Democrats eye healthcare provisions amid midterm pressure

After campaigning on healthcare in 2020, Democrats are feeling pressure to deliver before the midterm elections this year, The Washington Post reported Jan. 17. 

The Democratic Party made promises to expand healthcare access to some of the most vulnerable, lower the cost of prescription drugs and beef up the ACA. Voters gave them the White House and Congress based in part on these promises, but so far the Democrats have not delivered.

Their attempt to pass some healthcare policies came in the form of the Build Back Better bill, which has an uncertain future. Advocates of the legislation say the healthcare policy provisions were some of the most popular aspects of the bill and hope they remain in other versions of it. These provisions include expanding Medicaid to 2.2 million adults, giving Medicare the power to negotiate prescription drug prices and boosting in-home care.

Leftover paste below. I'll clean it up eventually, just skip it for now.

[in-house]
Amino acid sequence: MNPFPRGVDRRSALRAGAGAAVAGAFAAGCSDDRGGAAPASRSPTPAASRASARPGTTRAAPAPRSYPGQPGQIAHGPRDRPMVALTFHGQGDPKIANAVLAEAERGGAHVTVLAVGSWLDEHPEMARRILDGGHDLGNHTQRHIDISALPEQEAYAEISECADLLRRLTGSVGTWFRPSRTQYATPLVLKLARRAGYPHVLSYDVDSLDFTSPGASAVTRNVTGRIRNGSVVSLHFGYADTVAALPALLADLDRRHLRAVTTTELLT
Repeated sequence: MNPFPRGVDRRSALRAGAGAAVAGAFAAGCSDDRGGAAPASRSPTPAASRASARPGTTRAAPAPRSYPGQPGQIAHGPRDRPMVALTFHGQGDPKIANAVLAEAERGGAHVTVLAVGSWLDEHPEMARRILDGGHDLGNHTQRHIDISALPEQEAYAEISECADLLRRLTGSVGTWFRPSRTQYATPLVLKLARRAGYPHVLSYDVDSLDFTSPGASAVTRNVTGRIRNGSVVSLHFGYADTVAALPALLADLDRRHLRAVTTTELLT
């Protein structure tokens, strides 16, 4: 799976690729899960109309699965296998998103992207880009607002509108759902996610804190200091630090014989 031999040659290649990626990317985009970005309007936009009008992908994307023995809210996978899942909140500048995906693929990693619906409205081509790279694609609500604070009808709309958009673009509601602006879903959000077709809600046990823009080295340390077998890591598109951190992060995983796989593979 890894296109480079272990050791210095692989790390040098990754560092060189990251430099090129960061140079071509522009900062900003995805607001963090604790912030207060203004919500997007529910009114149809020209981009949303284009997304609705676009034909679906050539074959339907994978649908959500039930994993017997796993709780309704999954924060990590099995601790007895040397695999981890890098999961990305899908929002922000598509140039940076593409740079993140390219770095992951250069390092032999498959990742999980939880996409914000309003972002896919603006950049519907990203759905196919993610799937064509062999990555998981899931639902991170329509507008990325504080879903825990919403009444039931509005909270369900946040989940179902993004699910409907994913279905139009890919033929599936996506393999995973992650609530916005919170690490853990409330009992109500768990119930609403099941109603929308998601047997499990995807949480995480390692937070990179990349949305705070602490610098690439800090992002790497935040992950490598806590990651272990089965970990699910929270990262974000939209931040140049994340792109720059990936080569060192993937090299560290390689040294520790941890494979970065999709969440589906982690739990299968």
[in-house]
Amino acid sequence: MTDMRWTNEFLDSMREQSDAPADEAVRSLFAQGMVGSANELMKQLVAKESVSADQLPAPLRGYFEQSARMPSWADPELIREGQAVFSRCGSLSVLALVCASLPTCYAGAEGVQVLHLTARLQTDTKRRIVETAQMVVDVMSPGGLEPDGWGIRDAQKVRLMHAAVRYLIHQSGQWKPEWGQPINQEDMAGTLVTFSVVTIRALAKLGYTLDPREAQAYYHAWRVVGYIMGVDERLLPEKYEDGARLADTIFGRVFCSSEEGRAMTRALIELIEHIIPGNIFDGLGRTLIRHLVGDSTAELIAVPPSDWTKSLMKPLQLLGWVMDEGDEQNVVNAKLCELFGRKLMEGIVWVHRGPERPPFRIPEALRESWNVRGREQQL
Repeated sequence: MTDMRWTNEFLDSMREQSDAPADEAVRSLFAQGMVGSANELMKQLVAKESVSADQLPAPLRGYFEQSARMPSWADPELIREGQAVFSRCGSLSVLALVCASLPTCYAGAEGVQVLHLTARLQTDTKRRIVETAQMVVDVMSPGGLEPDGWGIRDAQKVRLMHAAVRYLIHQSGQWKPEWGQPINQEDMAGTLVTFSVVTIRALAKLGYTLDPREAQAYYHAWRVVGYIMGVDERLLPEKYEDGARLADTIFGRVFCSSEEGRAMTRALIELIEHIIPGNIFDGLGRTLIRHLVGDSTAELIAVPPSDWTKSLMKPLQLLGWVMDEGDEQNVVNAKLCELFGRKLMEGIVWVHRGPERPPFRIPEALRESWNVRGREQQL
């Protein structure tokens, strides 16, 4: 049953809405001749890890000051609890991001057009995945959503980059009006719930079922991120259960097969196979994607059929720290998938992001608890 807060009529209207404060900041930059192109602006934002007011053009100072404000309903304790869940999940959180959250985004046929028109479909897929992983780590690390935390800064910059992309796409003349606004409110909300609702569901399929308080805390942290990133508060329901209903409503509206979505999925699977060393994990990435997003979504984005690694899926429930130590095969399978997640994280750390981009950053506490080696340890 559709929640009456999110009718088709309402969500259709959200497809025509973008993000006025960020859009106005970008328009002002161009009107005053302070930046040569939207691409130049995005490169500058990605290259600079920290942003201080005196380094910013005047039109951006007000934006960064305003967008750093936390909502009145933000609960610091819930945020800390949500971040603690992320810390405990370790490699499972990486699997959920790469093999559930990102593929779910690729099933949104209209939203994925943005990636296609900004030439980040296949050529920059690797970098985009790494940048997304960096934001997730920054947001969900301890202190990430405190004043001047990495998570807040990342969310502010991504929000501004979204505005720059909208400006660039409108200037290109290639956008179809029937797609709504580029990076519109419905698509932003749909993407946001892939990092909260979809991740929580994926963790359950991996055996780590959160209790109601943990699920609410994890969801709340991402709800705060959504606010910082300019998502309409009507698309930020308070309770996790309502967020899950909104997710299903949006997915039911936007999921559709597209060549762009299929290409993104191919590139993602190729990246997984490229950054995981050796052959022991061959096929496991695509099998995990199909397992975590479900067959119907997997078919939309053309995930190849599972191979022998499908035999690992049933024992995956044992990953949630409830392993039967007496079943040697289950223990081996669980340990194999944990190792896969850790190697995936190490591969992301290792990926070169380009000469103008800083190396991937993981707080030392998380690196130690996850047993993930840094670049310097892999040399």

According to the Post, some of the most vulnerable Democrats in the House are considering introducing standalone healthcare bills if Build Back Better fails in the Senate. Others are considering what changes President Joe Biden can enact through executive orders, particularly regarding drug pricing. 

"I feel ultimately that Democrats will manage to get something over the finish line that is substantial on healthcare," Eliot Fishman, a senior director of health policy at the left-leaning consumer health lobby Families USA, told the Post.

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